If the debtor assumes the executory contract, the debtor agrees to perform the remaining contract duties. The debtor must show that contract assumption will benefit the estate. In order to assume, the debtor must: (1) cure any default or provide the other contracting party with “adequate assurance” that all defaults will be promptly cured and the debtor will be able to complete its performance under the contract, and (2) compensate the other party for actual monetary losses resulting from the default. Thus, the difficulty for the insolvent contractor is that it has to cure, or provide adequate assurances that it will cure, all defaults and pay all damages before it can assume the contract. If the contract is assumed and then breached, the non-debtor party is entitled to damages. Those damages become an administrative expense of the bankruptcy estate, rather than an unsecured claim. Administrative expenses are paid first to the extent that there are funds available that are not subject to secured claims.
The debtor may assign the contract, but must first assume the contract and do everything necessary to perfect the assumption as stated above. Generally, the non-debtor party to the contract may not prohibit, restrict, or condition the assignment, and contrary contract terms purporting to do so are ineffective.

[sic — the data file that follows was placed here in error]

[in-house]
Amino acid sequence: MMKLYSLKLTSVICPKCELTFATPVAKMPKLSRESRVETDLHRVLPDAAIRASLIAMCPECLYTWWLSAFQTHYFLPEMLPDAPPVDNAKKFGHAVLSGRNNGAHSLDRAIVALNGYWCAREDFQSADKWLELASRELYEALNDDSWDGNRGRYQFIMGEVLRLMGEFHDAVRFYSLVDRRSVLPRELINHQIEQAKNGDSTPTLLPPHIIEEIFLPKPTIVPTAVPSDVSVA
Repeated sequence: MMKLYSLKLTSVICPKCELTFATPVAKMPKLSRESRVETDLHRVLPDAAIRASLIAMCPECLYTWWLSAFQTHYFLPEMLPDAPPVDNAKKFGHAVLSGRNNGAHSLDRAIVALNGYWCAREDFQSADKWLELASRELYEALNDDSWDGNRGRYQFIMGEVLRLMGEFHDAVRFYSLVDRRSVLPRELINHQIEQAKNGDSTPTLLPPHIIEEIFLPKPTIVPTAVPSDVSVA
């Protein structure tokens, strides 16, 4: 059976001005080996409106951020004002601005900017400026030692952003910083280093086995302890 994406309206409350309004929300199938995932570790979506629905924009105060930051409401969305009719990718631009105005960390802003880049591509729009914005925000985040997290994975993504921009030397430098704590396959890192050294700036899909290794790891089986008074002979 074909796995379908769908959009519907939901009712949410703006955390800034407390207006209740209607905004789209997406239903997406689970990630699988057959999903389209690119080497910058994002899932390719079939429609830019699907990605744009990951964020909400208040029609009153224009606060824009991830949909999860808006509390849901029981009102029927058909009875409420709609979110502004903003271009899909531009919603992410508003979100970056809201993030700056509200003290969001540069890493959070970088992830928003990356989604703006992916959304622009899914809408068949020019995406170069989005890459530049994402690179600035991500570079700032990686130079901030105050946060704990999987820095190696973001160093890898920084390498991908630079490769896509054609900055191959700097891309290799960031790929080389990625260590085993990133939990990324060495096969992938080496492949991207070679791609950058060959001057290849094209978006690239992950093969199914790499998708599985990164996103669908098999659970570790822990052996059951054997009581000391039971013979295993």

The debtor may also reject an executory contract. The standard for rejection is similar to that for assumption: can the debtor show that the bankruptcy estate is benefited by rejection of the contract? Rejected contracts are treated as breached, and the non-breaching party has an unsecured damages claim. The breach is treated as if it had occurred before the bankruptcy proceeding.
The timing for assumption of contracts is 60 days after filing of the petition (in a Chapter 7 case) or any time before confirmation of the reorganization plan (in a Chapter 11 case). If a party wants to know where it stands regarding a contract, the party may move the bankruptcy court for an early election. This is especially true where the debtor has breached the executory contract.